Doctor insights on:
Vaginal Cancer In Children
Risk factors are:: The hpv family of viruses encompasses over 100 different strains responsible for cervical cancer, genital warts and vulvar/vaginal cancer. Risk factors include multiple sexual partners, early age of first intercourse, history of abnormal pap smear, history of rectal cancer or hiv. Also, taking chronic meds like steroids or immune modulating meds for auto-immune diseases can increase the risk. ...Read more
Cancer is a group of diseases that is characterized by uncontrolled cell growth leading to invasion of surrounding tissues that spread to other parts of the body. Cancer can begin anywhere in the body and is usually related to one or more genetic mutations that allow normal cells to become malignant by interfering with internal cellular control mechanisms, such as programmed cell death or by preventing ...Read more
Poor prognosis: Unfortunately, vaginal cancer has a poor prognosis. 80% of vaginal cancers are metastatic (spread) from cancer originating in other organs in the pelvis. If a cancer has already spread, prognosis is usually poor. Overall 5 year survival for vaginal cancer is about 40%. Cancers that are caught early on before they have spread have a better chance of cure. ...Read more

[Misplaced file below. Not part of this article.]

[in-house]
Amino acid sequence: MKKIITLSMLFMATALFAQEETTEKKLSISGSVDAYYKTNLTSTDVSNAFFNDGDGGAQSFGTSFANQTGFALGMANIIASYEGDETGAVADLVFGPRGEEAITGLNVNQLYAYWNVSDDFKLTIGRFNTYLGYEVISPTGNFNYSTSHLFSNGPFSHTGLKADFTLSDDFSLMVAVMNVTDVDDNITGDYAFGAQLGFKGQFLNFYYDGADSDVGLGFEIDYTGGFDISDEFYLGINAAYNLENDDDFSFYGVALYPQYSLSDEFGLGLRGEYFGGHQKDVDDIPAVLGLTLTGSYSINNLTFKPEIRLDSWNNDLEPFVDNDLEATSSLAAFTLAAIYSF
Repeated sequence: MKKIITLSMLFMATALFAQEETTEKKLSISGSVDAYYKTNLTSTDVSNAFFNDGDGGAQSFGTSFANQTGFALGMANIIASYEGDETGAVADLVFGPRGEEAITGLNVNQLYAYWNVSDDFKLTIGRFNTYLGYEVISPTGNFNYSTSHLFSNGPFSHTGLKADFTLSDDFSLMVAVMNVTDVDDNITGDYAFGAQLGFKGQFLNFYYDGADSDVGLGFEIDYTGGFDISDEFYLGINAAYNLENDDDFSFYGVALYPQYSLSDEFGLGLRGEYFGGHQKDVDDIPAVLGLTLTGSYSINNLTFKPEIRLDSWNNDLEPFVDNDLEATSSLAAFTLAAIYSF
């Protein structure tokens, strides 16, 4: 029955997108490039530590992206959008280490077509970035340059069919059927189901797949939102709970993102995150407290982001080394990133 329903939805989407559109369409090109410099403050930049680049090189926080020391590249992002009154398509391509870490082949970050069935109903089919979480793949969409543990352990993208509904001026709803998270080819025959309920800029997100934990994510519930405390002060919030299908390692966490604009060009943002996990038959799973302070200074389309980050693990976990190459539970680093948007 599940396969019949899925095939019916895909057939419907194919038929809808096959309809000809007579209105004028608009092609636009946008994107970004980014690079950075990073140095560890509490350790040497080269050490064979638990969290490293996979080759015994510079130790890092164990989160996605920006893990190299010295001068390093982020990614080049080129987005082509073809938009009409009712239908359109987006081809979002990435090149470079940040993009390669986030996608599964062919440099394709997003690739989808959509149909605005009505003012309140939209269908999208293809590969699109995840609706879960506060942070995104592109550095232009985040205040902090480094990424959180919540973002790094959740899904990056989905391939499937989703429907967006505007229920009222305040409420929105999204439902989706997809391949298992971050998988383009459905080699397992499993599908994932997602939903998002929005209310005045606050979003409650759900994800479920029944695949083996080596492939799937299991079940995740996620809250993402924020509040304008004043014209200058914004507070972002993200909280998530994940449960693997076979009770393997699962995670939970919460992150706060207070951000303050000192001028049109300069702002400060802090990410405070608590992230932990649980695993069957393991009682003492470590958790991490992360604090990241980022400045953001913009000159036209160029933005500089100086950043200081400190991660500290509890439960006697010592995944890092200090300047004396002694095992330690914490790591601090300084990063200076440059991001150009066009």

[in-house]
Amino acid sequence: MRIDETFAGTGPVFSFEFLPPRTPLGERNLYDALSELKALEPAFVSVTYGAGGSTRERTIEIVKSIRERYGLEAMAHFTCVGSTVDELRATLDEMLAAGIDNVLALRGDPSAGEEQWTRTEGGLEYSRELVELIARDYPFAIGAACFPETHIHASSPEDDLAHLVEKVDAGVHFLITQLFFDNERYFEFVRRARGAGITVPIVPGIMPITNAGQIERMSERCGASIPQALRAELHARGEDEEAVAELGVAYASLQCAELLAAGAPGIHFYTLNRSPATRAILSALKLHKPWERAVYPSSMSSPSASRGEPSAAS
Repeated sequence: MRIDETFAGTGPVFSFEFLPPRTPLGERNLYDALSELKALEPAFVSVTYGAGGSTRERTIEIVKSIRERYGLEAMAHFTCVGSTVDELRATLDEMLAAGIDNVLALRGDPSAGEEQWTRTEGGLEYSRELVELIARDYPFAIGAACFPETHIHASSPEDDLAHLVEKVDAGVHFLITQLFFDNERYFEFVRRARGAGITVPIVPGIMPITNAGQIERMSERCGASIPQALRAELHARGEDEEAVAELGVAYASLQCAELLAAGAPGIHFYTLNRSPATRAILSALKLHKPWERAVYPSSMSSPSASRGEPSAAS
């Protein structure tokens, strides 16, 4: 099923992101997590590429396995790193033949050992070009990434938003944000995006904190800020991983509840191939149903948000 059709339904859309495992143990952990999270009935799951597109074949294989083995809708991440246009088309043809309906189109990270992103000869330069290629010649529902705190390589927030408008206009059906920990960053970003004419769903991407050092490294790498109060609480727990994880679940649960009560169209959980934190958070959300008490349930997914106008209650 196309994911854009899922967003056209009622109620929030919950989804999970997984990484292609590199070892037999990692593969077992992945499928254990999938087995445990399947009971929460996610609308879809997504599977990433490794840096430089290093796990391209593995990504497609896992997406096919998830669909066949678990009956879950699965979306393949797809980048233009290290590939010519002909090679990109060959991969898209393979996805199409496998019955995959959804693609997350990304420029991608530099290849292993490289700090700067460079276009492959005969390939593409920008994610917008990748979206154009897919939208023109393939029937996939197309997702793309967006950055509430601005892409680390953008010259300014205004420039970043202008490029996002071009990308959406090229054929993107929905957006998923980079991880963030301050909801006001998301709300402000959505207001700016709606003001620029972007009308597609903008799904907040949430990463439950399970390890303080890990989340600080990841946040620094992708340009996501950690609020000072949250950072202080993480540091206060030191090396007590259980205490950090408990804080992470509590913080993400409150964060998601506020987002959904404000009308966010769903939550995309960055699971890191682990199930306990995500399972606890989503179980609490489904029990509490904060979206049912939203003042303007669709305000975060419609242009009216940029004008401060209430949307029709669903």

Depends: Like most solid tumors the prognosis for your disease will depend upon the stage of the disease. The lower the stage, the less tumor there is and the more likely a good prognosis. As the stage of disease increases tumor burden increases and the less good the prognosis. Remember though that statistics are based on groups of people and do not necessarily apply to any one individual. ...Read more
Depends: There are many factors which play into prognosis. Staging of the disease is very important. Staging classifies the diseases into stages 0 through IV depending on the extent of the tumor (t), whether the cancer has spread to lymph nodes (n) and whether it has spread to distant sites (m for metastasis). Stage helps to predict prognosis and helps to determine the most appropriate treatment course. ...Read more
Pain and bleeding: There will be blood seen that is seen between or at times when not expected from menstruation. Pain is common with sexual activity. With advanced cancer there can be invasion into the bladder or rectum causing changes or bleeding in urine or bowel. Cervix cancer symptoms can be similar. A pelvic exam by your gynecologist with pap smears is the best screening and should be done yearly. ...Read more